Michael Tanczyn of Medifast

Medifast General Counsel Michael Tanczyn, Esq. at the deposition of Sam Antar. (click to enlarge)

UPDATE: On February 17, 2010, Medifast Inc. filed suit in US District Court, Southern District of California, alleging defamation, violation of California Corporations Code, and unfair business practices. On March 29, 2011, Judge Janis Sammartino dismissed all of Medifast’s claims against me in her ruling on my anti-SLAPP motion.

I am currently on the receiving end of a SLAPP suit, thanks to my good friends at Medifast (NYSE:MED) and their scam-like pyramid-like multi-level marketing division Take Shape For Life (TSFL).

SLAPP = Strategic Lawsuit Against Public Participation

It goes like this… Someone criticizes your company. You get mad. You decide to use your millions or billions of dollars to shut them up. But more importantly, it shuts up anyone else who would dare to criticize you or your company, lest they should also be on the receiving end of a lawsuit they can’t afford to fight.

The case bringing attention to SLAPP suits today involves real estate developer H. Walker Royall, who got mad about a book written on one of his projects. He sued Carla Main, the author, and her publisher, a guy who wrote a blurb praising the book, someone who reviewed the book, and the newspaper that printed the review.

The article about this crazy lawsuit does an excellent job of explaining SLAPP suits and why more legislation protecting those sued is necessary:

SLAPP plaintiffs use the court system to bury opponents in a crush of legal fees and paperwork of Bleak House proportions. They are not about winning damages. They usually don’t expect to be successful, and their targets often don’t have the money to defend the case. For the wealthy like Royall, and corporations equipped with teams of lawyers and swollen legal budgets, the cost-benefit analysis is easy: Foot the expense of a lawsuit through whatever means available — usually a defamation or libel claim — and enjoy the benefit of intimidating current and future critics into silence.

Anti-SLAPP motions in cases such as this generally stop the litigation process all together and force the plaintiff to prove a probability of prevailing – – before the enormous costs of the discovery process begin. In Texas (where this suit is), however, this type of motion isn’t available and the defendant is left to deal with all the legal expenses immediately.

Not many states have anti-SLAPP laws. That’s why a federal anti-SLAPP law would make sense.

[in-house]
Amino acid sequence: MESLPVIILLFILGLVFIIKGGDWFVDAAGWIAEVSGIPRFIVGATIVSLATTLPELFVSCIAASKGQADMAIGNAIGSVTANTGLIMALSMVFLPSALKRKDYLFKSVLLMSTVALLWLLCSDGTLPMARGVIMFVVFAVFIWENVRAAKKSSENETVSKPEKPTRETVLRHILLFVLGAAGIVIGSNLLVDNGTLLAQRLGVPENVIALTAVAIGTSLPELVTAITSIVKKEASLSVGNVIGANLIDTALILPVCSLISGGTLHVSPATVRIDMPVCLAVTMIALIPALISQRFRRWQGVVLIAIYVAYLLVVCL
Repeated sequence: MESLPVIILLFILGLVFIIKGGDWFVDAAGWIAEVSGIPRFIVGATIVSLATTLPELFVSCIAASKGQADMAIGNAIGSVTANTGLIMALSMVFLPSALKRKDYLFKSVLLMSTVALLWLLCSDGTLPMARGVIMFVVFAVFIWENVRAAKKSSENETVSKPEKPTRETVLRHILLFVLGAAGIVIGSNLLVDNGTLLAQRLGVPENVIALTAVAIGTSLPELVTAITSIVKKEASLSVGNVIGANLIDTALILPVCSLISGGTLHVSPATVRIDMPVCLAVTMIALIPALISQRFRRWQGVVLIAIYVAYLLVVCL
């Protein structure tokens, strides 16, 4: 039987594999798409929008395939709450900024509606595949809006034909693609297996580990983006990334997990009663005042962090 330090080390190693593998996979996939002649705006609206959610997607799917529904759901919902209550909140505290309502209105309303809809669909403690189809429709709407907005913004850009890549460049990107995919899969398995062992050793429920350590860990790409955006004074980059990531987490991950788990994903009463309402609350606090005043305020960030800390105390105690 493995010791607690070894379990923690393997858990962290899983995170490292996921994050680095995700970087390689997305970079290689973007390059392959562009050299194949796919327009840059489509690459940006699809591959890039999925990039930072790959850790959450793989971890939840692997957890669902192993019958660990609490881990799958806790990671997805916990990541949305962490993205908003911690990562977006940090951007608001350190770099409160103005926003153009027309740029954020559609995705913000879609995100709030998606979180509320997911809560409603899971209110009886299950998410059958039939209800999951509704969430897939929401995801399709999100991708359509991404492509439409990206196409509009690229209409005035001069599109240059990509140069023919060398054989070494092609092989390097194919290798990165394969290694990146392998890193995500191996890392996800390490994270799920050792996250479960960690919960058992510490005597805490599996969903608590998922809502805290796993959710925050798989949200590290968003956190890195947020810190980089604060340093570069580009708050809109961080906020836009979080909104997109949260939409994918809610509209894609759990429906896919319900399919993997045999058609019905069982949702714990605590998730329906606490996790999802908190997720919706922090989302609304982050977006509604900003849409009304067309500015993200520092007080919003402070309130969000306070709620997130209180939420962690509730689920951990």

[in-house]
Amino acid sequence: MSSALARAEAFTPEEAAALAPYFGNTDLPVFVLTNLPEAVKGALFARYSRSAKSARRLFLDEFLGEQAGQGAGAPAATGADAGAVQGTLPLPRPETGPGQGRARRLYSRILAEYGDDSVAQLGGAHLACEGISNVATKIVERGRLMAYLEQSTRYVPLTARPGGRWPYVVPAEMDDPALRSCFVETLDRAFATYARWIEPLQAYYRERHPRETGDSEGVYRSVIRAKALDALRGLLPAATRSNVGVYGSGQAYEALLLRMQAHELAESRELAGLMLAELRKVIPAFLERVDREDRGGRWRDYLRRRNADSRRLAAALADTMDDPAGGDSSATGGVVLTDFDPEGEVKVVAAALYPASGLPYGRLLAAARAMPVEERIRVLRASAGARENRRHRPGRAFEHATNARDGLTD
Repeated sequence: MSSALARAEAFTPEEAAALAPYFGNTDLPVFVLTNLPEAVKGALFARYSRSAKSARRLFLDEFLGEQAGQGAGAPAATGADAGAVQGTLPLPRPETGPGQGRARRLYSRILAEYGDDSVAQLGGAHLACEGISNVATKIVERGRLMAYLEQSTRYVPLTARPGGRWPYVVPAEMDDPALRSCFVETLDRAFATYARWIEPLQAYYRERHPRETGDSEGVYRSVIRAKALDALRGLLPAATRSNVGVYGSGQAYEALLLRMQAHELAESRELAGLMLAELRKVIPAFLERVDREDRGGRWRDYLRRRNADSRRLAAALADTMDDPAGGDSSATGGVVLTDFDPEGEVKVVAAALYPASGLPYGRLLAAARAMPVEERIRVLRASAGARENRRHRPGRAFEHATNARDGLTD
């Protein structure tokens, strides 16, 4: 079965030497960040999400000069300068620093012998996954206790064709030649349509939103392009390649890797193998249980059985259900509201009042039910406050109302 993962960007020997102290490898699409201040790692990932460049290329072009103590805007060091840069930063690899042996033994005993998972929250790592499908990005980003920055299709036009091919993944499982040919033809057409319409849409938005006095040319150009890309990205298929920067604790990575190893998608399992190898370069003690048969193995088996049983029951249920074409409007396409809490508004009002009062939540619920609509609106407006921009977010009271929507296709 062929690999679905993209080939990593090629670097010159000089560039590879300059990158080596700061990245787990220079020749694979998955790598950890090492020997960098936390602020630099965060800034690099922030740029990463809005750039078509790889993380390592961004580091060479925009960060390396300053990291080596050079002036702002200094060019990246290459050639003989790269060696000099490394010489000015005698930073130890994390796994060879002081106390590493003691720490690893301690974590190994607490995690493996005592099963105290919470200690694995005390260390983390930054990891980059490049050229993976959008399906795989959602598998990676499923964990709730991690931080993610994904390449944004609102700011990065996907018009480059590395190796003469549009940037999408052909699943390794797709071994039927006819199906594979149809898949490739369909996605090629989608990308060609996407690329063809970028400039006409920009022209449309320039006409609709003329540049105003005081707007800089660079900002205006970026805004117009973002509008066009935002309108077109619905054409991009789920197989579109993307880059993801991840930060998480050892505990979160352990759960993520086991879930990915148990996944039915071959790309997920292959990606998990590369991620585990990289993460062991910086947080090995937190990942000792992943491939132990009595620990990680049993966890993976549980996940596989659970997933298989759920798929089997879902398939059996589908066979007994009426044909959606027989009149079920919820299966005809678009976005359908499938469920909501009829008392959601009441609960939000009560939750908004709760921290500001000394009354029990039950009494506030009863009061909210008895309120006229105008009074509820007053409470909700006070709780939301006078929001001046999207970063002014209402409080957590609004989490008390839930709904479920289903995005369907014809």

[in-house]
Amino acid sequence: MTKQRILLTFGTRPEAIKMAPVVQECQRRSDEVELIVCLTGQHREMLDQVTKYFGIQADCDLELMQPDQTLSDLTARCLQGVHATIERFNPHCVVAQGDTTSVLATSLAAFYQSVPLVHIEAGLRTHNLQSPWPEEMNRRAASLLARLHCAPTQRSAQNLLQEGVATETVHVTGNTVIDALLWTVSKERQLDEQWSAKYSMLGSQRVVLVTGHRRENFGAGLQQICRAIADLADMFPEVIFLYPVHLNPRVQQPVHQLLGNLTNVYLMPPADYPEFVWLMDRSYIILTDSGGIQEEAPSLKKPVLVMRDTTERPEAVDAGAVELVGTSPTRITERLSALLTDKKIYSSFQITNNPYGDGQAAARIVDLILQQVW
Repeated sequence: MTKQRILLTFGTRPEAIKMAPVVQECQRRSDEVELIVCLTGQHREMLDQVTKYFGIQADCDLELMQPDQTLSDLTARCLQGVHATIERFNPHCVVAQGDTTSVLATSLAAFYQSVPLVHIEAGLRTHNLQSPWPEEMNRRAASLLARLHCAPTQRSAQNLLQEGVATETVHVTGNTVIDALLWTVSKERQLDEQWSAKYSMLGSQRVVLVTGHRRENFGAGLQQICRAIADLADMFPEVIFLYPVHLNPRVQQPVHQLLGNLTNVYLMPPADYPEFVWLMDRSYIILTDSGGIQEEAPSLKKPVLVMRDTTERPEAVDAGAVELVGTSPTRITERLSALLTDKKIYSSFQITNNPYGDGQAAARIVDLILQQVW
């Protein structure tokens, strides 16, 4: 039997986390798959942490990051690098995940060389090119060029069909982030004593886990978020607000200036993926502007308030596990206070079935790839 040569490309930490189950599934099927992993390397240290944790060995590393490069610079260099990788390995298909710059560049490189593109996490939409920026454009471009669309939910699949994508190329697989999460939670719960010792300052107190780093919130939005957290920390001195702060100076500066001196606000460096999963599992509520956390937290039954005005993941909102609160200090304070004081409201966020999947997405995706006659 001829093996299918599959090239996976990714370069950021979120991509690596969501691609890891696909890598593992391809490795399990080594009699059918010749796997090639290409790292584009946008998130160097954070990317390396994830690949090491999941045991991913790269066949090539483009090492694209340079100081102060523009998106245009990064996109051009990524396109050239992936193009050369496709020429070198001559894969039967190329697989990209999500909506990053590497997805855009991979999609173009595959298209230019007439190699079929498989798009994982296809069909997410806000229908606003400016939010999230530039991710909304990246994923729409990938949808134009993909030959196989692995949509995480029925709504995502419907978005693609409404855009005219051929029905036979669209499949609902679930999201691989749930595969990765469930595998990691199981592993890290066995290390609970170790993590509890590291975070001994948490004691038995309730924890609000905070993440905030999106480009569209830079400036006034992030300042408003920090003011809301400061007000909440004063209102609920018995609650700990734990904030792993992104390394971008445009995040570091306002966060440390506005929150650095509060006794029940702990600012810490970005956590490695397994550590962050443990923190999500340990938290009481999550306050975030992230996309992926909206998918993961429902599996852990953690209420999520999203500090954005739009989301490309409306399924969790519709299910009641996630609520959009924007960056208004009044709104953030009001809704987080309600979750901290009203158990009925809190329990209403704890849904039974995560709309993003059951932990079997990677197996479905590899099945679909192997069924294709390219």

In California, where Medifast filed suit against me and my co-defendants, anti-SLAPP motions are supposed to stop the process immediately. In my case, however, the judge made the unfortunate decision of allowing Medifast to conduct discovery before responding to our motion, as the law requires.

What’s so amusing about this is the fact that Medifast asked the court to allow discovery because they couldn’t possibly respond to our motion (i.e. prove their case the way the law requires) without first doing discovery.

Hello! This is the whole point of anti-SLAPP legislation…. to force plaintiffs to know what they’re doing before they file suit against an innocent defendant.  In this case, Medifast alleges defamation… that the defendants said untrue things about the company. The defendants did, indeed, discuss facts and figures about Medifast and their TSFL “coaches.” And pray tell, who is in the best position to know if those facts and figures are true or false? Medifast, of course.

Nonetheless, Medifast successfully argued to the judge that it had to conduct expensive and time-consuming discovery against me before they’d know if they could actually prove their case.

I already know the answer to the question: Medifast can’t prove their case against me because they have no case against me. Everything I wrote about the company was either:

a. A simple reprint of what other authors wrote about the company, posted on my site to give consumers a chance to read it and draw their own conclusions.

b. Absolutely true.

c. A statement of opinion protected under the First Amendment of the United States Constitution.

To make things interesting, Medifast added in allegations of some vast conspiracy between the defendants to harm the company.

I know the answer to that question too: I was not involved in any conspiracy. Working with colleagues on a project of mutual interest does not automatically create a conspiracy. Medifast has zero evidence of my involvement in any conspiracy because no such evidence exists or ever existed. There is no conspiracy.

And now that Medifast has had the benefit of discovery, and has seen from more than a thousand pages of documents I produced that there is neither a conspiracy, nor any defamation, they should quickly drop me from their suit, right?

Wrong. They have to make sure that no one dares to speak out about Medifast and criticize its business model again. The only way to do that is to continue to drown the defendants in legal fees and the burdensome process of litigation. That will teach us a lesson… and everyone else, too!


  1. michael webster 08/16/2010 at 7:46 pm

    Take a look at this result, as reported by BMM,


  2. Kevin 09/04/2010 at 1:04 pm

    The first google ad at the end of this post is for medifast. Does that mean I should go long?

  3. Tracy Coenen 09/04/2010 at 1:12 pm

    No, it means that Google ads are served up based on the keywords in articles, and since I mention Medifast in the article, ads with the word Medifast show up.

  4. David Collins 10/23/2012 at 9:50 pm

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